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Stage III and IV ovarian cancer in the South West of England: five-year outcome analysis for cases treated in 1998
  1. J. Bailey*,
  2. J. Murdoch*,
  3. R. Anderson*,
  4. J. Weeks and
  5. C. Foy
  1. * St. Michael's Hospital, Bristol, United Kingdom
  2. SWCIS, Bristol, United Kingdom
  3. Gloucestershire Research and Development Support Unit, Gloucestershire Royal Hospital, Gloucester, United Kingdom
  1. Address correspondence and reprint requests to: J. Bailey, MB BCh, FRCS (Ed), MRCOG, Email: jolbailey{at}


This study evaluates the 5-year outcome data for the management of advanced ovarian cancer in the South West of England. Anonymized data for 361 stage III and IV ovarian cancers registered between January 1, 1998, and December 31, 1998, were obtained from the central gynecological tumor database. The following data were identified: age at diagnosis, FIGO stage, American Society of Anesthesiologists (ASA) grade, tumor differentiation, treating network and surgeon, amount of residual disease after debulking surgery, current life status, and date of death if applicable. Survival analysis was performed using Kaplan–Meier crude survival for univariate analysis, and multivariate analysis was performed by Cox regression. In our data the 5-year survival for patients with stage III was 16% and with stage IV was 10%. Survival analysis demonstrated that patients in whom the disease was debulked to less than 1 cm were more likely to be alive 5 years after diagnosis than those with a 2-cm residuum (P < 0.0001). There was no significant survival difference for those patients operated on by subspecialist surgeons despite these surgeons being twice as likely to achieve optimal debulking. Therefore, there must be other variables influencing survival apart from cytoreductive surgery. While there is near-complete data collection about ovarian cancer surgery, our database on chemotherapy is incomplete. This is clearly crucial for a complete view of cancer care in our region.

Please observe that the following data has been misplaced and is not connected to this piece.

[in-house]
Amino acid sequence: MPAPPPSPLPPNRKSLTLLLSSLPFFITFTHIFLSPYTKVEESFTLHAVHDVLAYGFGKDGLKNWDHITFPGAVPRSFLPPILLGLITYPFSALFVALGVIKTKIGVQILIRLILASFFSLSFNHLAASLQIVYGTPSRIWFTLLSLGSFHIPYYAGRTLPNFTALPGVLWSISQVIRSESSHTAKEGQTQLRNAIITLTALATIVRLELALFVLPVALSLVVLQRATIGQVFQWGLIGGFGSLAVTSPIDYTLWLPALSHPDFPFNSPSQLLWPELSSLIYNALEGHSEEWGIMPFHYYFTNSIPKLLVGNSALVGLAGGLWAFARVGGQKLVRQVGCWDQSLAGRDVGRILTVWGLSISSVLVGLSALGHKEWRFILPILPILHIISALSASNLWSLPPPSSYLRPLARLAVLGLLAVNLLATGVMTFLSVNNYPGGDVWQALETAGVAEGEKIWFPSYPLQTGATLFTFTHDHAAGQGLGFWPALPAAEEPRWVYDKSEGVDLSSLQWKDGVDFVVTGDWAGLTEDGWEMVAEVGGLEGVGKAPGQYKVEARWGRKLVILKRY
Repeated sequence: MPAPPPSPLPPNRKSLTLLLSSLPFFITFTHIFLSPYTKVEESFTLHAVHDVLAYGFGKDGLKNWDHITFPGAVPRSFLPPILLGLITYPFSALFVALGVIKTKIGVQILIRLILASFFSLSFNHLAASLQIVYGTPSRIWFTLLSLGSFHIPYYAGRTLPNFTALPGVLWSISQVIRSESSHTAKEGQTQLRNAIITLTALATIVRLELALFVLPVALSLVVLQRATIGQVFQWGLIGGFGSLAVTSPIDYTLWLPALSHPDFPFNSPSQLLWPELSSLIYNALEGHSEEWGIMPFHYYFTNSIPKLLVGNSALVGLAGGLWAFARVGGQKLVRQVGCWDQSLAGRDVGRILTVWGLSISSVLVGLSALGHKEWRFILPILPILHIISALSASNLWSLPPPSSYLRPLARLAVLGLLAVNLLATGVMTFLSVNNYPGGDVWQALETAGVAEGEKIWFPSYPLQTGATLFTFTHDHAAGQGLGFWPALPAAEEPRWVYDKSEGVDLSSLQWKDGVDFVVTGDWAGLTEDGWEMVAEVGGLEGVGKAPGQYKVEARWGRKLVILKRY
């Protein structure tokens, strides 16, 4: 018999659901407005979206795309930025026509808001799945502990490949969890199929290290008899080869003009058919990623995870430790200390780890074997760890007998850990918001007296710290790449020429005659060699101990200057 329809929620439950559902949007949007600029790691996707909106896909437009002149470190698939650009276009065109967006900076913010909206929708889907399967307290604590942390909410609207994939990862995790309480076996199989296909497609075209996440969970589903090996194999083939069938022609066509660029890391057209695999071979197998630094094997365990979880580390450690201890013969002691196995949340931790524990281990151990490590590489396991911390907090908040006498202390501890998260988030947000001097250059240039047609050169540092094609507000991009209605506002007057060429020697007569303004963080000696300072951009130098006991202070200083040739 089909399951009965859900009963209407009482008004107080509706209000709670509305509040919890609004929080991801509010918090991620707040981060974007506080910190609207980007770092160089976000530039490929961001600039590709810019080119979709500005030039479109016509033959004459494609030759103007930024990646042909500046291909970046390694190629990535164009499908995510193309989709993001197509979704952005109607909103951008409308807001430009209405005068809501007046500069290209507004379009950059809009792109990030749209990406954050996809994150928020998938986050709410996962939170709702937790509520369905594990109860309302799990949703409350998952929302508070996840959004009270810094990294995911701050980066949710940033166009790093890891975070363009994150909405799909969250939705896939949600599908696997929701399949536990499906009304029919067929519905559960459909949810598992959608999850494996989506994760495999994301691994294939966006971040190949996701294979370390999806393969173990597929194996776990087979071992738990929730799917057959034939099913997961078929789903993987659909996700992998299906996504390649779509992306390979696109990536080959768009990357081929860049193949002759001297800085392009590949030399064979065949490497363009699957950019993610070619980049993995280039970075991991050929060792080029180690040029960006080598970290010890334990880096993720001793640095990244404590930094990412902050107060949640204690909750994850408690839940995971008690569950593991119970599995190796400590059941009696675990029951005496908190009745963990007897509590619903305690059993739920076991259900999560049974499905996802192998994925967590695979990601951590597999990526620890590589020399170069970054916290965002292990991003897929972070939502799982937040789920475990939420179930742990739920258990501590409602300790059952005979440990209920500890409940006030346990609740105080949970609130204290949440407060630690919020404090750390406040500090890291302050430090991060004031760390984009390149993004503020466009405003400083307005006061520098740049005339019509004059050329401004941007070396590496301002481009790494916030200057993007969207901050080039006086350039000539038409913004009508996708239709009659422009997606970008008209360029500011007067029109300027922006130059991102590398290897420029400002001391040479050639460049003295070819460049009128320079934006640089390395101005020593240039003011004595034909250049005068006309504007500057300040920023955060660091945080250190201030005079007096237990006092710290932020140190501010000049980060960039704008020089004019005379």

• ovarian cancer
  • surgery
  • centralization

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